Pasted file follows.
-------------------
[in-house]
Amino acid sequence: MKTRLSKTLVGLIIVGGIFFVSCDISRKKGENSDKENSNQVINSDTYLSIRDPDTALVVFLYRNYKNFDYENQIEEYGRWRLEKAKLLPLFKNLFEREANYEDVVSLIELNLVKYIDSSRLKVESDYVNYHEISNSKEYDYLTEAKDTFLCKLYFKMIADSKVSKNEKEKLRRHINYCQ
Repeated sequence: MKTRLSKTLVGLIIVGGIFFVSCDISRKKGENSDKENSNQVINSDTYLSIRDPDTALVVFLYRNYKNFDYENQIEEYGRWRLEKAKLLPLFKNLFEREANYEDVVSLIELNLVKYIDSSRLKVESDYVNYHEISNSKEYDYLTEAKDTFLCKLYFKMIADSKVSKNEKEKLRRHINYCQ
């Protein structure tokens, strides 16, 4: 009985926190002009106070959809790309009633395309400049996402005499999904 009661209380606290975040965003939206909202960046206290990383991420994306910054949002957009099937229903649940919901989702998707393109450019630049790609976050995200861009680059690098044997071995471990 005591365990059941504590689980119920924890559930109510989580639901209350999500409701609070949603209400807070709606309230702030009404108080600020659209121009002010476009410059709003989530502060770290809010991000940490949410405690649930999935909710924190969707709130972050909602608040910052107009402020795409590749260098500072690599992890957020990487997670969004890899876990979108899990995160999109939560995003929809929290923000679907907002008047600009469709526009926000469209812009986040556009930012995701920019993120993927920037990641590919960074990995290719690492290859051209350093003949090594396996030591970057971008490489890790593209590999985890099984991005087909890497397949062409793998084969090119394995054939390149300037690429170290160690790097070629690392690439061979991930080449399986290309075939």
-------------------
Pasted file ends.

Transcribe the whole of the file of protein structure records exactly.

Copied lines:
[in-house]
Amino acid sequence: MKTRLSKTLVGLIIVGGIFFVSCDISRKKGENSDKENSNQVINSDTYLSIRDPDTALVVFLYRNYKNFDYENQIEEYGRWRLEKAKLLPLFKNLFEREANYEDVVSLIELNLVKYIDSSRLKVESDYVNYHEISNSKEYDYLTEAKDTFLCKLYFKMIADSKVSKNEKEKLRRHINYCQ
Repeated sequence: MKTRLSKTLVGLIIVGGIFFVSCDISRKKGENSDKENSNQVINSDTYLSIRDPDTALVVFLYRNYKNFDYENQIEEYGRWRLEKAKLLPLFKNLFEREANYEDVVSLIELNLVKYIDSSRLKVESDYVNYHEISNSKEYDYLTEAKDTFLCKLYFKMIADSKVSKNEKEKLRRHINYCQ
């Protein structure tokens, strides 16, 4: 009985926190002009106070959809790309009633395309400049996402005499999904 009661209380606290975040965003939206909202960046206290990383991420994306910054949002957009099937229903649940919901989702998707393109450019630049790609976050995200861009680059690098044997071995471990 005591365990059941504590689980119920924890559930109510989580639901209350999500409701609070949603209400807070709606309230702030009404108080600020659209121009002010476009410059709003989530502060770290809010991000940490949410405690649930999935909710924190969707709130972050909602608040910052107009402020795409590749260098500072690599992890957020990487997670969004890899876990979108899990995160999109939560995003929809929290923000679907907002008047600009469709526009926000469209812009986040556009930012995701920019993120993927920037990641590919960074990995290719690492290859051209350093003949090594396996030591970057971008490489890790593209590999985890099984991005087909890497397949062409793998084969090119394995054939390149300037690429170290160690790097070629690392690439061979991930080449399986290309075939």